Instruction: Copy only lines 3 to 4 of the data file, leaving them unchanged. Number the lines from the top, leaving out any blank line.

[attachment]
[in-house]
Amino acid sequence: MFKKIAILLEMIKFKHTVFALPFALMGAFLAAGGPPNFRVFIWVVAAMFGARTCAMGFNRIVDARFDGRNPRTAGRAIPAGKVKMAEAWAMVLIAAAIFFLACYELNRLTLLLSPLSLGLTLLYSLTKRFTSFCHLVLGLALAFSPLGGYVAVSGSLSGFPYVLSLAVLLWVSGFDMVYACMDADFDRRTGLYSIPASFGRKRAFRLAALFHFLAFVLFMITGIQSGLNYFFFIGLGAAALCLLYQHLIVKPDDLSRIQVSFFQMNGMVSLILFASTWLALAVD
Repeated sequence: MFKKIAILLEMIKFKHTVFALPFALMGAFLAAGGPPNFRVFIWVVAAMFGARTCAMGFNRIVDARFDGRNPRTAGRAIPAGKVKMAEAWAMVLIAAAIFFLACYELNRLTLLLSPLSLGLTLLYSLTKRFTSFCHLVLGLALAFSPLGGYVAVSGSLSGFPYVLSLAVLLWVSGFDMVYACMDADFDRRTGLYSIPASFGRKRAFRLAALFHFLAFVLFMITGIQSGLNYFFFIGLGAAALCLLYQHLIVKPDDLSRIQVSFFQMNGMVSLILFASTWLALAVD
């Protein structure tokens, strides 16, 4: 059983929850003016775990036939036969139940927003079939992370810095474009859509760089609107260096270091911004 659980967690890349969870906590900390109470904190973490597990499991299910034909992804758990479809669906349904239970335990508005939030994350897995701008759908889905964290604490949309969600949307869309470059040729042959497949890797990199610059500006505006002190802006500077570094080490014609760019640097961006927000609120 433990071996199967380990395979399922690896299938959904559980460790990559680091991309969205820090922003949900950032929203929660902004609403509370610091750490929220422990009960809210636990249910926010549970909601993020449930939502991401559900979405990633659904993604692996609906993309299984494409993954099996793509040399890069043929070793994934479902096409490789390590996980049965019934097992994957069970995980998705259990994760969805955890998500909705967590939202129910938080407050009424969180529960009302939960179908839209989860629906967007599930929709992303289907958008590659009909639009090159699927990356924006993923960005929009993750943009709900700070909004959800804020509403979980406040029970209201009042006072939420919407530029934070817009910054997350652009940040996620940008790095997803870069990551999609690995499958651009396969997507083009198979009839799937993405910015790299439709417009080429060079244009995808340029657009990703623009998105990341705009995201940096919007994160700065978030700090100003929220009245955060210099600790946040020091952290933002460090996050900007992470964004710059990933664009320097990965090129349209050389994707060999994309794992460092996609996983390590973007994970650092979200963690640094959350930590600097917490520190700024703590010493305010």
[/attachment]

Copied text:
Repeated sequence: MFKKIAILLEMIKFKHTVFALPFALMGAFLAAGGPPNFRVFIWVVAAMFGARTCAMGFNRIVDARFDGRNPRTAGRAIPAGKVKMAEAWAMVLIAAAIFFLACYELNRLTLLLSPLSLGLTLLYSLTKRFTSFCHLVLGLALAFSPLGGYVAVSGSLSGFPYVLSLAVLLWVSGFDMVYACMDADFDRRTGLYSIPASFGRKRAFRLAALFHFLAFVLFMITGIQSGLNYFFFIGLGAAALCLLYQHLIVKPDDLSRIQVSFFQMNGMVSLILFASTWLALAVD
């Protein structure tokens, strides 16, 4: 059983929850003016775990036939036969139940927003079939992370810095474009859509760089609107260096270091911004 659980967690890349969870906590900390109470904190973490597990499991299910034909992804758990479809669906349904239970335990508005939030994350897995701008759908889905964290604490949309969600949307869309470059040729042959497949890797990199610059500006505006002190802006500077570094080490014609760019640097961006927000609120 433990071996199967380990395979399922690896299938959904559980460790990559680091991309969205820090922003949900950032929203929660902004609403509370610091750490929220422990009960809210636990249910926010549970909601993020449930939502991401559900979405990633659904993604692996609906993309299984494409993954099996793509040399890069043929070793994934479902096409490789390590996980049965019934097992994957069970995980998705259990994760969805955890998500909705967590939202129910938080407050009424969180529960009302939960179908839209989860629906967007599930929709992303289907958008590659009909639009090159699927990356924006993923960005929009993750943009709900700070909004959800804020509403979980406040029970209201009042006072939420919407530029934070817009910054997350652009940040996620940008790095997803870069990551999609690995499958651009396969997507083009198979009839799937993405910015790299439709417009080429060079244009995808340029657009990703623009998105990341705009995201940096919007994160700065978030700090100003929220009245955060210099600790946040020091952290933002460090996050900007992470964004710059990933664009320097990965090129349209050389994707060999994309794992460092996609996983390590973007994970650092979200963690640094959350930590600097917490520190700024703590010493305010």